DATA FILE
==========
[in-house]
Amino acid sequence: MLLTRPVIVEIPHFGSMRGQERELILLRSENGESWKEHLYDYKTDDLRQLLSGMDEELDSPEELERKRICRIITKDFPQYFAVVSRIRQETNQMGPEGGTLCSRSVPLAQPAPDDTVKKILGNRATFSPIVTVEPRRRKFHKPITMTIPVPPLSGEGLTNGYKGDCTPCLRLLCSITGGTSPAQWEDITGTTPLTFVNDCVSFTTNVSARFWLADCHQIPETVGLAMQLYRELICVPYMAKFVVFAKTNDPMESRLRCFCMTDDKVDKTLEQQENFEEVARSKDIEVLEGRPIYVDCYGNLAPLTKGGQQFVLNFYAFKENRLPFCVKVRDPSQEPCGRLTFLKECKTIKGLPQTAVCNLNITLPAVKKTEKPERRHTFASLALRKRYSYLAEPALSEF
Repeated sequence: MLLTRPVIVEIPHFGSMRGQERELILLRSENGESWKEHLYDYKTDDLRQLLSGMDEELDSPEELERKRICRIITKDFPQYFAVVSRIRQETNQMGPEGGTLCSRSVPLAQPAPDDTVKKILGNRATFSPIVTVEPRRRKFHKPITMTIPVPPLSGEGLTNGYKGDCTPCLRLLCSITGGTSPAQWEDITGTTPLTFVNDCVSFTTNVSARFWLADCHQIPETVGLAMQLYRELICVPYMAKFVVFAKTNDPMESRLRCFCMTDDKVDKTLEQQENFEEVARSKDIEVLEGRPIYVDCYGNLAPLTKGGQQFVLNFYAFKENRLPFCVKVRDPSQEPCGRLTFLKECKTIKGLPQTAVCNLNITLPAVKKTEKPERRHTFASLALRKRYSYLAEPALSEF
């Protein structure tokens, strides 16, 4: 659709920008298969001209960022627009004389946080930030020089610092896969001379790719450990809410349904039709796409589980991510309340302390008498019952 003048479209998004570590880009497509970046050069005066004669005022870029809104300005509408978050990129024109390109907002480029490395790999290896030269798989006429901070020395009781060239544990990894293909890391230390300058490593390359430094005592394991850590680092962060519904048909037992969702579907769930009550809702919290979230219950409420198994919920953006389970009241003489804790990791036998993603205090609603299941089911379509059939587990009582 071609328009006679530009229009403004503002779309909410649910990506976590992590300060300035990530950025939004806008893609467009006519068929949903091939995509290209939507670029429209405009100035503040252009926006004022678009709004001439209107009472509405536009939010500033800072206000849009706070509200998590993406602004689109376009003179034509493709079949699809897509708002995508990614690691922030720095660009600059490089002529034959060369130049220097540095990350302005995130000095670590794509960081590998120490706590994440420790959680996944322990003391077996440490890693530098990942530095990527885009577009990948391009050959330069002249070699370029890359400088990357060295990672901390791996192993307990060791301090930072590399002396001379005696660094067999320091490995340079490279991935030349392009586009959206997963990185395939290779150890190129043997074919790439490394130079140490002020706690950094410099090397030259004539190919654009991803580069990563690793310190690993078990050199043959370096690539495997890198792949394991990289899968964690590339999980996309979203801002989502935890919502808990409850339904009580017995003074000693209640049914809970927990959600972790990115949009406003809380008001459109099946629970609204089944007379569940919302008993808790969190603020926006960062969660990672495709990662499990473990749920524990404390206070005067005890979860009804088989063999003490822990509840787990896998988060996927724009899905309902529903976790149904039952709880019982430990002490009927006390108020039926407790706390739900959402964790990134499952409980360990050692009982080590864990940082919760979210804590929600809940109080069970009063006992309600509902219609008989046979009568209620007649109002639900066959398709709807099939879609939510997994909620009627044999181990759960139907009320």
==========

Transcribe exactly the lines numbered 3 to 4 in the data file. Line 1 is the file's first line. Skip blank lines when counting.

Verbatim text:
Repeated sequence: MLLTRPVIVEIPHFGSMRGQERELILLRSENGESWKEHLYDYKTDDLRQLLSGMDEELDSPEELERKRICRIITKDFPQYFAVVSRIRQETNQMGPEGGTLCSRSVPLAQPAPDDTVKKILGNRATFSPIVTVEPRRRKFHKPITMTIPVPPLSGEGLTNGYKGDCTPCLRLLCSITGGTSPAQWEDITGTTPLTFVNDCVSFTTNVSARFWLADCHQIPETVGLAMQLYRELICVPYMAKFVVFAKTNDPMESRLRCFCMTDDKVDKTLEQQENFEEVARSKDIEVLEGRPIYVDCYGNLAPLTKGGQQFVLNFYAFKENRLPFCVKVRDPSQEPCGRLTFLKECKTIKGLPQTAVCNLNITLPAVKKTEKPERRHTFASLALRKRYSYLAEPALSEF
């Protein structure tokens, strides 16, 4: 659709920008298969001209960022627009004389946080930030020089610092896969001379790719450990809410349904039709796409589980991510309340302390008498019952 003048479209998004570590880009497509970046050069005066004669005022870029809104300005509408978050990129024109390109907002480029490395790999290896030269798989006429901070020395009781060239544990990894293909890391230390300058490593390359430094005592394991850590680092962060519904048909037992969702579907769930009550809702919290979230219950409420198994919920953006389970009241003489804790990791036998993603205090609603299941089911379509059939587990009582 071609328009006679530009229009403004503002779309909410649910990506976590992590300060300035990530950025939004806008893609467009006519068929949903091939995509290209939507670029429209405009100035503040252009926006004022678009709004001439209107009472509405536009939010500033800072206000849009706070509200998590993406602004689109376009003179034509493709079949699809897509708002995508990614690691922030720095660009600059490089002529034959060369130049220097540095990350302005995130000095670590794509960081590998120490706590994440420790959680996944322990003391077996440490890693530098990942530095990527885009577009990948391009050959330069002249070699370029890359400088990357060295990672901390791996192993307990060791301090930072590399002396001379005696660094067999320091490995340079490279991935030349392009586009959206997963990185395939290779150890190129043997074919790439490394130079140490002020706690950094410099090397030259004539190919654009991803580069990563690793310190690993078990050199043959370096690539495997890198792949394991990289899968964690590339999980996309979203801002989502935890919502808990409850339904009580017995003074000693209640049914809970927990959600972790990115949009406003809380008001459109099946629970609204089944007379569940919302008993808790969190603020926006960062969660990672495709990662499990473990749920524990404390206070005067005890979860009804088989063999003490822990509840787990896998988060996927724009899905309902529903976790149904039952709880019982430990002490009927006390108020039926407790706390739900959402964790990134499952409980360990050692009982080590864990940082919760979210804590929600809940109080069970009063006992309600509902219609008989046979009568209620007649109002639900066959398709709807099939879609939510997994909620009627044999181990759960139907009320």